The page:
In the tall kneel position we transition to doing a One-Arm T with a Press. The tall kneeling position challenges our lumbo-pelvic position. The T forces us to have proper scapula stability and abduction. After abduction we add another horizontal press for an extra anti-rotary component.
Do 10 each side.
From a tall kneeling position we narrow the base of support to come into a ½ kneel position or an in-line position. To reiterate, it’s important to be cognizant of where our diaphragm and pelvis are in this position. Are we locked in?
Here we perform an anti-rotational press, the Pallof Press. Do 10/side.
We are finally approaching a standing position.
Hold the keiser handle at belly button height and have the athlete squat. By holding the keiser distal from your body you’re slightly pulling your thoracic position into flexion so you have to use your core stabilizers to maintain proper spinal alignment through a squat pattern.
Do 10 Core Engaged Keiser Squats.
The last exercise is a Single Leg Deadlift to Row. This teaches the hip hinge in a unilateral fashion. It’s a great regression when teaching an SLDL because the tension on the keiser allows you so sit back into the hip on the ground while extend and slightly internally rotate the hip moving through the sagittal plane. At the top we row to exaggerate hip extension upper body pulling.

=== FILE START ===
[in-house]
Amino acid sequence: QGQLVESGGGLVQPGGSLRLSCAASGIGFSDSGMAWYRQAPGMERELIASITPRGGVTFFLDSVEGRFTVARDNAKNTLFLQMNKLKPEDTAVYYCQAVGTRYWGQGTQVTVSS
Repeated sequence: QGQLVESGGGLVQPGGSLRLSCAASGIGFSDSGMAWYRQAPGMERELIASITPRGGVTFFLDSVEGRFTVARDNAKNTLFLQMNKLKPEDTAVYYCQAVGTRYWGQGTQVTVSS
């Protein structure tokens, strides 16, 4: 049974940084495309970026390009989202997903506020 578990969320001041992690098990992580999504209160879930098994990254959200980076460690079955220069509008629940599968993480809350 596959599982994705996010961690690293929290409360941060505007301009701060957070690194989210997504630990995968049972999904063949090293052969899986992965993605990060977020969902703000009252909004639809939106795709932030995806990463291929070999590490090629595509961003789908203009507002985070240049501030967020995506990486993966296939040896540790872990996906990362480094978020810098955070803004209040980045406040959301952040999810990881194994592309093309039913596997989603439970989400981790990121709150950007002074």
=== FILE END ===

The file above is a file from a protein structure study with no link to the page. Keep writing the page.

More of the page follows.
The objective of this warm up is to go through many movement progressions within one seamless action. I.e., flow.
Athletes can appreciate the difficulty of each movement tier but still see the final outcome. (A standing position).
Lets See the Whole Thing in Action!
Repeat this twice and you have completed numerous core exercises, two upper body pulls, two upper body presses, one unilateral, one bilateral, a squat pattern, and a one leg hip hinge pattern in about 5-10 minutes.
You’ll definitely break a sweat and be more prepared for your subsequent training session. Plus, it serves as a nice change of pace and breaks up the monotony of most warm-ups. Give it a try today and let me know what you think in the comments section!
About the Author
Jill Zeller is an Assistant Strength and Conditioning coach at Boston University as well as one of the Head Strength and Conditioning coaches at Mike Boyle Strength and Conditioning.
She loves to deadlift. And give high-fives.